My Rashionale: Culture of retweets and emoji-responses changes how we think


May 29, 2019


The conversation about the stained-glass windows of leaders within the conservative resurgence continues to surface among Baptists and others. 

Sometimes the focus is on supporters being upset about the recent removal of those windows from Southwestern Baptist Theological Seminary in Fort Worth, Texas; other times it is astonishment that such windows ever existed.

A good bit of discussion and plenty of opinions on the topic have been shared on various social media platforms, but The Alabama Baptist has only received one actual letter to the editor about the windows (a letter we ran in the May 2 issue).

I’ll admit I have been surprised no one wrote to counter the defense of the windows noted by the recent letter writer.

But I was more surprised to learn that some readers assumed TAB had publicly announced an opinion on the matter because the submitted letter was published in the paper. Because the letter was published TAB staff must agree, the argument went.

The assumption confused me because the letter was clearly marked “Letter to the Editor” and was on the “Opinion” spread in the paper.

Traditionally what happens when a letter to the editor is printed in a newspaper or magazine is other readers who have differing opinions write a response and send it along to the editor as well.

The response is typically published and then some back and forth is allowed until nothing new is being presented in the discussion.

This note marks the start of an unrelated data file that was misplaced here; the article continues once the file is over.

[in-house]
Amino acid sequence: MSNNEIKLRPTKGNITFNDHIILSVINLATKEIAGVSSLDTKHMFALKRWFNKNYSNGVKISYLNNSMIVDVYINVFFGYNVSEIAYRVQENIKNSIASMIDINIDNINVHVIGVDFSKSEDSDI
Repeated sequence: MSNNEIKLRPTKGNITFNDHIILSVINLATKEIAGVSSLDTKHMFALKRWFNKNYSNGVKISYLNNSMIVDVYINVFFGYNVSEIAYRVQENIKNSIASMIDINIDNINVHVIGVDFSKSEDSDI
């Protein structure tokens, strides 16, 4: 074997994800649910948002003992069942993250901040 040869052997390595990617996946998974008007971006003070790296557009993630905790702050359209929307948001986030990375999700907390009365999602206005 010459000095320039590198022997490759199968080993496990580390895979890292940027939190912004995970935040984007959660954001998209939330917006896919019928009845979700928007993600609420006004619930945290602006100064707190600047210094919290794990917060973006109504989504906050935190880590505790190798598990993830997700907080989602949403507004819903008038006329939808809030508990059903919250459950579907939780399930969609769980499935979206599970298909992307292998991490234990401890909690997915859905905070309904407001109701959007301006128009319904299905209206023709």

The point of a letters to the editor section is not to express the opinion of the media outlet but to allow readers with varying viewpoints to explain their stance on the issue without name calling or mean-spirited attacks. To do this fairly means allowing subscribers and readers of the publication to share their true personal opinions.

So how was the recent letter assumed as TAB’s official opinion by some? 

Likely because of the retweet and emoji-response culture for opinions posted on social media. How could I have missed that? It makes perfect sense.

Because so many intense discussions are now happening at warp speed on Twitter and Facebook people are agreeing or disagreeing instantaneously and passing the agreement or disagreement along immediately with an emoji-response, retweet or sharing of the post.

For those participating in or at least observing these cyber conversations the concept of retweeting would naturally flow over into an opinion piece being printed in a publication.

Retweeting someone’s comments on Twitter without offering a differing opinion indicates support or agreement. If we follow the same line of thinking then comments printed in TAB without a contradiction noted could be seen as support or agreement even on the “Opinion” page.

What this means for letters to the editor going forward I’m not quite sure yet, but it definitely has me considering ways to ensure both sides of issues are always presented together.


By Jennifer Davis Rash

  • David Garrard Magic